So we decided to ride along Turkey’s northern coastline to avoid continuous climbing in the searing heat. What we found on the coast however was, well, continuous climbing in searing heat. As we rode dozens of steep climbs and descents around the rugged coastline’s beautiful coves, tarmac melted under our tires making for slow and sticky riding. Turkey has made Europe feel like a cyclist’s playground in comparison. In contrast to the hospitality of the incredible people here, the cycling conditions are just rude. Gone are the flat riverside bike paths with dozens of campsites and amenities en-route that we had enjoyed just a few weeks ago. This was tuff. But it was nothing compared to what was to come further down the road so we better get used to it. It was however jaw-droppingly beautiful and the reward of setting up camp on the beach at night made the strenuous riding well worth it. This nights five star accommodation was so good that it wouldn’t let us leave the following morning and we spent a guilt-free lazy day on the beach eating grilled fish, swimming in the sea and snoozing to the sound of the waves. Every night that our tired bodies sink into the tent, we are reminded that we are on a personal expedition, this however was pure holiday bliss.
Leaving the holiday vibes behind we climbed up and out of the bay. It was only 7.30am and the heat was already blistering. A smiley energetic couple in their 50’s standing by a car at the side of the road waved us to a stop. They spoke perfect English with a strong French accent and quickly praised us on our achievements. I think just the sight of two sweaty dishevelled beings on bicycles each with five bags attached is enough for some to acknowledge that we are doing something praiseworthy; as we are clearly not just popping down to Sainsbury’s. For others I am sure, the sight of us raises thoughts of sheer stupidity. This couple however knew very well the hardship and pleasures we were experiencing as they had cycled from Paris to Istanbul a few years before. It was nice to speak to people who were neither shocked nor impressed to hear where we had cycled from, nor did they think we were crazy. They shared with us their passion for travelling long distances by bicycle, their love for Turkey and their dreams of travelling a long distance across Turkey, by bicycle. We did the kind and generous thing of offering to swap our bikes for their car to facilitate their dreams. They declined. They were clearly not pursuing their dreams.
The day was getting hotter and the climbs harder. The downhills sadly gave us no reprieve as the increased number of potholes meant braking and swerving instead of flying and whizzing. Halfway up one particularly steep climb, a van pulled up in front of us and wound down the window. As he pointed his thumb to the large empty space in the back, he told us he was going to the next town and would happily take us. To his bemusement I politely declined. A helping hand would be very tempting in the heat and hills, but this is a cycling expedition and we wanted no help along the way. This has happened a few times on the road so far and people really don’t understand what it is your doing. They think you are trying to get somewhere on your bicycle out of necessity and that clearly their vehicle is more superior at the job and we must surely take them up on the offer. I told this particular man that we are doing this for fun, that this is what we do, that we actually enjoy this. He burst out laughing as he put the van in first gear and wound up the window. Hannah quickly undid her seatbelt and got out of the passenger seat of the van.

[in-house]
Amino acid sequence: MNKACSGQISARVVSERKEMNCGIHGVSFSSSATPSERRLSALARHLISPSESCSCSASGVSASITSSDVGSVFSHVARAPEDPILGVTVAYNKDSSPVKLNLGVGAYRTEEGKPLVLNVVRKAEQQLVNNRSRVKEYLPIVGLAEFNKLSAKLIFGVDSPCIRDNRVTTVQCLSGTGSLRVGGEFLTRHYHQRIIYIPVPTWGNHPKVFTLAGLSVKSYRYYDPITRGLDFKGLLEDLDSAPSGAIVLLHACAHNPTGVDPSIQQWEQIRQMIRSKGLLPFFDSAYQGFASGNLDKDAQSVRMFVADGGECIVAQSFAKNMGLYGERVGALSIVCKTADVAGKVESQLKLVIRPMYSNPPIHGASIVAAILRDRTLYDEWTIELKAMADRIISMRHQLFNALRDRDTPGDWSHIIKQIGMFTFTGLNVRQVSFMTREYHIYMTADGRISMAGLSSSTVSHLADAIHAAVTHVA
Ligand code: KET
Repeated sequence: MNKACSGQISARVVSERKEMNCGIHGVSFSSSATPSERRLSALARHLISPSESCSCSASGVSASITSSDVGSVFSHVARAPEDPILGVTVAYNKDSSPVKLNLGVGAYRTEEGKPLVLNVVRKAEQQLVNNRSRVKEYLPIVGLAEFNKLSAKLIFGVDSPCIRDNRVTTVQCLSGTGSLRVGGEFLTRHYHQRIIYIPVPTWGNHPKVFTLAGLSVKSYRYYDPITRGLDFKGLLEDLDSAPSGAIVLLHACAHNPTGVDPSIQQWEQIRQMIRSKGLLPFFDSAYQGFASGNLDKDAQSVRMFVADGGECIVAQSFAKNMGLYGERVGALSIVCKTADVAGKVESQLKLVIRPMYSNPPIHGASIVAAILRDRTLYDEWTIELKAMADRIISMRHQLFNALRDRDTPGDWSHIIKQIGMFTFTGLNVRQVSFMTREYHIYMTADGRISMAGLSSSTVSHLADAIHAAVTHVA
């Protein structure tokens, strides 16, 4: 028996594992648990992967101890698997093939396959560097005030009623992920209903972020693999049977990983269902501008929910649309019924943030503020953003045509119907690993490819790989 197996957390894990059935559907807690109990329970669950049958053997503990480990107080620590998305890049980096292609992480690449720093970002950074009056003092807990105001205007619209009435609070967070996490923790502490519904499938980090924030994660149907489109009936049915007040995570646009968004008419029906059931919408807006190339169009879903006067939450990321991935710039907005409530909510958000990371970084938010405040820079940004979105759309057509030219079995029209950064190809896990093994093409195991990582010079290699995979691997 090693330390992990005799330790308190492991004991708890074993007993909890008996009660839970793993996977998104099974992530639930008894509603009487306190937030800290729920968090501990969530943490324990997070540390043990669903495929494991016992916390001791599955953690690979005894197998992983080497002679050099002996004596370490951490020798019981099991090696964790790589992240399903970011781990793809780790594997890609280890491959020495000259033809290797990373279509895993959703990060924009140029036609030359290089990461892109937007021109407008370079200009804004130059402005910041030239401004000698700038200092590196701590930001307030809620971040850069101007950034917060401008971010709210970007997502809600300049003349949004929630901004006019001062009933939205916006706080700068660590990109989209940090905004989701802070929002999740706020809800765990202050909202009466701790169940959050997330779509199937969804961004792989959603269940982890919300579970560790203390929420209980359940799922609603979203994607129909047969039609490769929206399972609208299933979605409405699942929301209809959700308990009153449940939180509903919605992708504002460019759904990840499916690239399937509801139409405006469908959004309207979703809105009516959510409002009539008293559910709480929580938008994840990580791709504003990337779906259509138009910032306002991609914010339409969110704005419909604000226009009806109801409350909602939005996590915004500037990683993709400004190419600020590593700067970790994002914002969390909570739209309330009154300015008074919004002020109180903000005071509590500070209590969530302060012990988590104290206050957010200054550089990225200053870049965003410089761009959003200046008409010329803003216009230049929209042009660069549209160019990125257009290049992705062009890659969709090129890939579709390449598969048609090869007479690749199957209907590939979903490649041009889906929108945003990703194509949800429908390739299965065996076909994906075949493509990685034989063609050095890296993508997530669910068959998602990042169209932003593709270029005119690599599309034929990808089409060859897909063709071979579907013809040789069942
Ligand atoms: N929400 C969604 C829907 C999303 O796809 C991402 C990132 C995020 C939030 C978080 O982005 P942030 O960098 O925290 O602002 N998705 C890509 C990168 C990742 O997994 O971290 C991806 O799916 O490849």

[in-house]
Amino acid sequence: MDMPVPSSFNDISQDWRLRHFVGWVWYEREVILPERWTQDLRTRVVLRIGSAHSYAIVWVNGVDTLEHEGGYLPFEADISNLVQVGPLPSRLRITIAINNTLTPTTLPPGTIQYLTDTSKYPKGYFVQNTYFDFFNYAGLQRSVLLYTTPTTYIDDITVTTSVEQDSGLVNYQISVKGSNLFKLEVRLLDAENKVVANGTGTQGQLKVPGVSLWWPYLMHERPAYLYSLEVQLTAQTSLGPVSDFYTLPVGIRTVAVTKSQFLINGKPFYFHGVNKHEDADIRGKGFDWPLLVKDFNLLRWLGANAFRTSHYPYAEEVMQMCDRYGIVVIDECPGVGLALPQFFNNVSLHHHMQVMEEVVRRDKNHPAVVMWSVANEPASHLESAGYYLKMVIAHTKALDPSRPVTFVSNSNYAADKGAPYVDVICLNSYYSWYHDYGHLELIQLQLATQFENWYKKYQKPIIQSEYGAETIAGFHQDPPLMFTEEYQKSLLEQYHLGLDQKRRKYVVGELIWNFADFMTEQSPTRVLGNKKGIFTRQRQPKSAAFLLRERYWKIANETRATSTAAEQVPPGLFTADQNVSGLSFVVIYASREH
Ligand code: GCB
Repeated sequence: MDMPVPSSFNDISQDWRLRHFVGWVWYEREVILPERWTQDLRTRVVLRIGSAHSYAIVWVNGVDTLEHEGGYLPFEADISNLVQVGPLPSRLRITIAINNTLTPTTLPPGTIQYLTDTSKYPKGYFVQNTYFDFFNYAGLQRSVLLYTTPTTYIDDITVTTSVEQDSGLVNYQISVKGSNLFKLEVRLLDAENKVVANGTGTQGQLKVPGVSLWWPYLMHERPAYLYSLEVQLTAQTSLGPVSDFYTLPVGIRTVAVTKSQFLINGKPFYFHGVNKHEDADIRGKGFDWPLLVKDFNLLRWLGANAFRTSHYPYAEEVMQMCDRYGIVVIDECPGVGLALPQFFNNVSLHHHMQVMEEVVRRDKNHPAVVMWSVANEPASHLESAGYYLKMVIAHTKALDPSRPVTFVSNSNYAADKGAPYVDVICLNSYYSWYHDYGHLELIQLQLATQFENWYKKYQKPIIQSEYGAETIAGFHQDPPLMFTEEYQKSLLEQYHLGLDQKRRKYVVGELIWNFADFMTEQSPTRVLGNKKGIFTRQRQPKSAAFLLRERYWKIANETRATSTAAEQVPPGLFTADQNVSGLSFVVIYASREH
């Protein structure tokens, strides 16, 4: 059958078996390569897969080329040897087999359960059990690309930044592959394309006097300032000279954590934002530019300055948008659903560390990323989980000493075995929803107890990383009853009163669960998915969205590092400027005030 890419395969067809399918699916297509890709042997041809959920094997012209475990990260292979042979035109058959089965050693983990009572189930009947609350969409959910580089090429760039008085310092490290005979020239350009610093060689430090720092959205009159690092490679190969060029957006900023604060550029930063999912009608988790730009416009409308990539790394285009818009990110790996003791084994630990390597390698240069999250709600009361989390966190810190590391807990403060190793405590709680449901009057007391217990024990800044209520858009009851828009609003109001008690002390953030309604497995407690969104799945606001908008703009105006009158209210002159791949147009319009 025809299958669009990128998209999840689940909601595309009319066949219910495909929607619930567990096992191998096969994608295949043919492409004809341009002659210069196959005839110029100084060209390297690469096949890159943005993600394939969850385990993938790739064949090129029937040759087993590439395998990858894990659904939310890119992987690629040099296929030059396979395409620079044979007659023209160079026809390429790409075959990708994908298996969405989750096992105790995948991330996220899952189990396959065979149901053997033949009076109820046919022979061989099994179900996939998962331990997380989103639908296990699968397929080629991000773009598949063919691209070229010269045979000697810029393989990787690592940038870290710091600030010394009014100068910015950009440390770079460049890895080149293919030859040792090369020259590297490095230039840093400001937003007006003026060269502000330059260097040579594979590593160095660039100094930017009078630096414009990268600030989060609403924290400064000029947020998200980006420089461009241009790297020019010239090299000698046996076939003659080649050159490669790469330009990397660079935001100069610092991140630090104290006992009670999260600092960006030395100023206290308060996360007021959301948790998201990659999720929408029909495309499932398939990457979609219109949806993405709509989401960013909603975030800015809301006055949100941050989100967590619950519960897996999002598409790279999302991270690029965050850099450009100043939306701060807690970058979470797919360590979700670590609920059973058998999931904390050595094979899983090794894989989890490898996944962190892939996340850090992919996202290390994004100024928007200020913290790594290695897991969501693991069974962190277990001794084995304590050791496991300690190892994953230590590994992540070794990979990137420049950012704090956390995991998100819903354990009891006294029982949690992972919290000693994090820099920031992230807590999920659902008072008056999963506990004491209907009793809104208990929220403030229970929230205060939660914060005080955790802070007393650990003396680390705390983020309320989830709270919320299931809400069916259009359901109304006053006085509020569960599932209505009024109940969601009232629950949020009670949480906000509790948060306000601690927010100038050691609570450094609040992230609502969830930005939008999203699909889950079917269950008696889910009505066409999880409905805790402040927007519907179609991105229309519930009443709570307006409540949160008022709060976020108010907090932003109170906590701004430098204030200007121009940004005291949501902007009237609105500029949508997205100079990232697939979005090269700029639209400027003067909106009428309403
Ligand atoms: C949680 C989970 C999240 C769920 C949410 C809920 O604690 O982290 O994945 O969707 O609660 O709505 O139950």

As the sun lowered to a point in the sky that meant it was time to look for a camp spot, a small empty beach appeared a few hundred metres below the hill we stood atop. It was a good few hundred metres from the road and dense trees stood between the two. It was worth a try. At the bottom of the hill we rode back and forth looking for some kind of pathway, but it was no use. A burly man with thin hair and an endearing smile could sense our frustration and pointed to a thin, bush-covered track metres away. An elderly gentleman with kind eyes and the same smile as the other man quickly appeared behind and enthusiastically confirmed that down the track is where we must go. We pushed our bikes down the narrow track past a pretty stream, over giant tree routes and further into dense trees and bushes. As the sky ahead came into view so did the sand beneath our feet. The trees opened up to the most beautiful empty small white sand beach you can picture. A single old blue fishing boat sat in the middle. We looked at each other and smiled at the prospect of sleeping in such paradise. We pushed our bikes through the sand and sat to take it all in.